Honestly because she's ill and behind on nutrition, I'd also give her the vitamins daily in the beak - Polyvisol baby vitamins (non-iron-fortified, from the vitamin section of the store) 3 drops daily for a week.

    Hopefully with you watching to make sure she eats these healthful foods, the yogurt providing more good bacteria so the changes don't overwhelm her, keeping her cool and hydrated, and a change of diet - for them all - should help her and the entire flock.
     
  6. Red

    Red Songster

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    Mar 17, 2007
    Hi, thanks for the reply, sorry i didn't explain myself properly.

    For all of their life the girls have been fed layers pellets mixed with corn, have access to grit if they want it, and then have other treats as well. We've had Milly since she was 12 weeks old and she's never had any health problems before, apart from a mite infestation several years ago.

    As a youngster in her first few years Milly (and the other two) laid very well, Milly producing almost an egg a day. Now they're older ladies they don't lay so much.

    They do normally eat layers pellets, but we ran out and so have been eating just corn until we buy some more.

    Hope that helps clarify things - sorry, my fault.

    I'm going down to sit with her now, and my dad's going to the shop to pick up some yoghurt for her. Thanks.
     
  7. Iowa Roo Mom

    Iowa Roo Mom Resistance Is Futile

    Apr 30, 2009
    Keokuk County
    5 years old is getting up there for a chicken. Make her comfotrable and spend time with her. Enjoy each other's company, and keep us updated.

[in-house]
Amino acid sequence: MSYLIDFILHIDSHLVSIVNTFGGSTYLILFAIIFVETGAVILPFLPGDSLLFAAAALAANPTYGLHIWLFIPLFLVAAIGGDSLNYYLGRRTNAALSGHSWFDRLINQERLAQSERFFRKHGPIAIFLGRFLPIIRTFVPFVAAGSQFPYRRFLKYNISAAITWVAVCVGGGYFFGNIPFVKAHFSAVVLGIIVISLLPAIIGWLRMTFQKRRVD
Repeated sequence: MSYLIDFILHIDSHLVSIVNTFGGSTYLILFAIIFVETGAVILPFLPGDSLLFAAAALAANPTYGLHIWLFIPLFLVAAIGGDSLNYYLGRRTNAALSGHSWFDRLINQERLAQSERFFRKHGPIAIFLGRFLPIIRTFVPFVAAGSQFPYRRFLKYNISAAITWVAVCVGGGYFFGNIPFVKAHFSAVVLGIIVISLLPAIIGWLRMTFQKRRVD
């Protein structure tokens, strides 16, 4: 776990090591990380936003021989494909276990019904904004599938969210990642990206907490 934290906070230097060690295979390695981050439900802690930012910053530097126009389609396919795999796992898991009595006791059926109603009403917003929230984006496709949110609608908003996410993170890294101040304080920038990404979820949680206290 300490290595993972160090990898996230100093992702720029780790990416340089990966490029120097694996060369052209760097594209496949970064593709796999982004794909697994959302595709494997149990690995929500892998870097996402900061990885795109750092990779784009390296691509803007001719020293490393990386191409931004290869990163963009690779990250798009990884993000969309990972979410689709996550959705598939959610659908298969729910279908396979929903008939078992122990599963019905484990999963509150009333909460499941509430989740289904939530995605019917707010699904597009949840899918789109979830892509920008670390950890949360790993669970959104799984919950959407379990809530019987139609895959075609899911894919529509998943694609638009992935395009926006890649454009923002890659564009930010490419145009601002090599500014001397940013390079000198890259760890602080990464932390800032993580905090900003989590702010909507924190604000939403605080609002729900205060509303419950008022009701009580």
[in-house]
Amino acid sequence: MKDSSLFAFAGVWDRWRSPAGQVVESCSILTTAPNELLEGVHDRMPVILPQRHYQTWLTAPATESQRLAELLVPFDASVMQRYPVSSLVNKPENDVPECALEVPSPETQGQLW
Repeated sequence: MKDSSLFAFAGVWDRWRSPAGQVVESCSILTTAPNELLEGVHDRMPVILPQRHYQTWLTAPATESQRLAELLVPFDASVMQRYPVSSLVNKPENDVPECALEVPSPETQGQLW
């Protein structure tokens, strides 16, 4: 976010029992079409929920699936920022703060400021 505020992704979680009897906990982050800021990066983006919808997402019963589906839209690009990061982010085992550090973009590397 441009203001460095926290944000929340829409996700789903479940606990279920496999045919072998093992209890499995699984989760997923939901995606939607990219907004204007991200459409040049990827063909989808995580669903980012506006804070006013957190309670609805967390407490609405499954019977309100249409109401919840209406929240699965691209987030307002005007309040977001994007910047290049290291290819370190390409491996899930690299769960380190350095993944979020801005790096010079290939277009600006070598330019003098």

8. Red

    Red Songster

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    Mar 17, 2007
    Thanks. She seems a little better today i think (touch wood)

    She's a lot more active and vocal, and is doing a little bit of pecking and scratching. She came out with the other girls this morning and sat on my lap and watched my dad fix a wall in their coop, then we went and bought her some live cultured yoghurt.

    I took her away to the top of the garden so she could eat it in piece, and gave the other two girls some of their own with some biscuits and corn mixed in.

    Milly ate well and seemed to enjoy her yoghurt, so that has to be a good sign surely?

    She also did a poo (I've never been so glad to see a chicken poo [​IMG] ) and am happy to report that although it has an ever so slightly green tinge it is solid and 'normal' looking.

    Thanks again, I'll let you know how she goes on!
     
  9. dlhunicorn

    dlhunicorn Human Encyclopedia

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    Have you ever wormed your birds? What has the weather been like where you are? Look around the area outside where they are ranging and make sure there are no hidden spots of mold damp or forgotten grains laying around .
     
  10. Red

    Red Songster

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    Mar 17, 2007
    Hi, yes we worm our birds with Flubenvet (i think that is what it is called and how it is spelt). I think they were last wormed in April, some time around Easter anyway. How often should chickens be wormed?

    Also, I was wondering how you can spot an older egg bound hen? Is it common in older chickens?

    We lost one of our original hens after becoming eggbound when she was a year old, this was before we had Milly, and when Milly began standing still and acting depressed I was terrified she had become eggbound. How can you tell in an older chicken who doesn't lay very often?

    The weather has begun getting warm again after weeks or cold rain, it's about 22 C so somewhere around 72 F i think. The girls are normally under shade and the sun doesn't reach them until early evening when it has cooled down a fair bit.

    I'll have a thorough check for damp / mould when I get back home tonight. Thank you for your help [​IMG]